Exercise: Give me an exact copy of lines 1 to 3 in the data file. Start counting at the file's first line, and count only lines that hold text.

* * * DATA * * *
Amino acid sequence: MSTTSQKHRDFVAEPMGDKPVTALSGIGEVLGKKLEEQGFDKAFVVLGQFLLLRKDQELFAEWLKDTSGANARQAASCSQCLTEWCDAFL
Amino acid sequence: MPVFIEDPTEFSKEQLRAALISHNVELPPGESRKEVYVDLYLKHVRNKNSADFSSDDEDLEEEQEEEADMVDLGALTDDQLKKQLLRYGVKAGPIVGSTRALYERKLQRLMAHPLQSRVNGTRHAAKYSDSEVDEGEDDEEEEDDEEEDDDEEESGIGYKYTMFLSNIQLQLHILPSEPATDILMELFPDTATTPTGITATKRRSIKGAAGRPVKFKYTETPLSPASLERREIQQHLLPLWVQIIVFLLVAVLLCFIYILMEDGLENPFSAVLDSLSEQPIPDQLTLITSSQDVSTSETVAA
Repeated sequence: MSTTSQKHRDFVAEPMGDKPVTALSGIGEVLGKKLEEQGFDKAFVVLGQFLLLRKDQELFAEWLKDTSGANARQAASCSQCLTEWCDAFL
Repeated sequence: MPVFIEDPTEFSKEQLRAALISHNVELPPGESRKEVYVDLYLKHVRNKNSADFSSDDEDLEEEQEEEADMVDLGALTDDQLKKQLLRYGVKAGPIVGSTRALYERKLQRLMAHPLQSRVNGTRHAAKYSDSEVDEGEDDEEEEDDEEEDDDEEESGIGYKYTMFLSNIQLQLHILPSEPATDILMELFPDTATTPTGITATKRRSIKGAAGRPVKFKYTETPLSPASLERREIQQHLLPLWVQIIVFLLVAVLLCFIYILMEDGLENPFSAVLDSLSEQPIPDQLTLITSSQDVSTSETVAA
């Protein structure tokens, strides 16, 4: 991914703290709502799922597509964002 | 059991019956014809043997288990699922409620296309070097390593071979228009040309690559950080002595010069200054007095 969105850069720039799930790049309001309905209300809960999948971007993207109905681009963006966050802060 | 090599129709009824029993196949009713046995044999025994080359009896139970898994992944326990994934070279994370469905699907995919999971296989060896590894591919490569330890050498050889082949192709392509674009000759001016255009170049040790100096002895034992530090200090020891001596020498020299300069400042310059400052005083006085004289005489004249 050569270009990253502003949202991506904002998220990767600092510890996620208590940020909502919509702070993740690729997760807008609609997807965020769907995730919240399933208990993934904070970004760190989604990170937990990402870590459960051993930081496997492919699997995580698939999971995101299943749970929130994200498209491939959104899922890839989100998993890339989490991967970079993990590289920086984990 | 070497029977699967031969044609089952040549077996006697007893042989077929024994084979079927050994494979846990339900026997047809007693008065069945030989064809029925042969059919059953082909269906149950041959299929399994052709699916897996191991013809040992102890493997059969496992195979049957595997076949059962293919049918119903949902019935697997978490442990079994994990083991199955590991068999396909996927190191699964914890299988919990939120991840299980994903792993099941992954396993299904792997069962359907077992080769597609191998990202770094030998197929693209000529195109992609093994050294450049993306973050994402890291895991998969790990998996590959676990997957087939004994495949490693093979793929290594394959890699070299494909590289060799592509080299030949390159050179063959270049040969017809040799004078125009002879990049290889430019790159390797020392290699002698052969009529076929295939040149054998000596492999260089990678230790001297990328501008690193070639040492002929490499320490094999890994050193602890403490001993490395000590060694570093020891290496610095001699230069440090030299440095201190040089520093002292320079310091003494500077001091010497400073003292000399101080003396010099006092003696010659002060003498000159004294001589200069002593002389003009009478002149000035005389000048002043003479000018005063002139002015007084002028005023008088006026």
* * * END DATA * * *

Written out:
Amino acid sequence: MSTTSQKHRDFVAEPMGDKPVTALSGIGEVLGKKLEEQGFDKAFVVLGQFLLLRKDQELFAEWLKDTSGANARQAASCSQCLTEWCDAFL
Amino acid sequence: MPVFIEDPTEFSKEQLRAALISHNVELPPGESRKEVYVDLYLKHVRNKNSADFSSDDEDLEEEQEEEADMVDLGALTDDQLKKQLLRYGVKAGPIVGSTRALYERKLQRLMAHPLQSRVNGTRHAAKYSDSEVDEGEDDEEEEDDEEEDDDEEESGIGYKYTMFLSNIQLQLHILPSEPATDILMELFPDTATTPTGITATKRRSIKGAAGRPVKFKYTETPLSPASLERREIQQHLLPLWVQIIVFLLVAVLLCFIYILMEDGLENPFSAVLDSLSEQPIPDQLTLITSSQDVSTSETVAA
Repeated sequence: MSTTSQKHRDFVAEPMGDKPVTALSGIGEVLGKKLEEQGFDKAFVVLGQFLLLRKDQELFAEWLKDTSGANARQAASCSQCLTEWCDAFL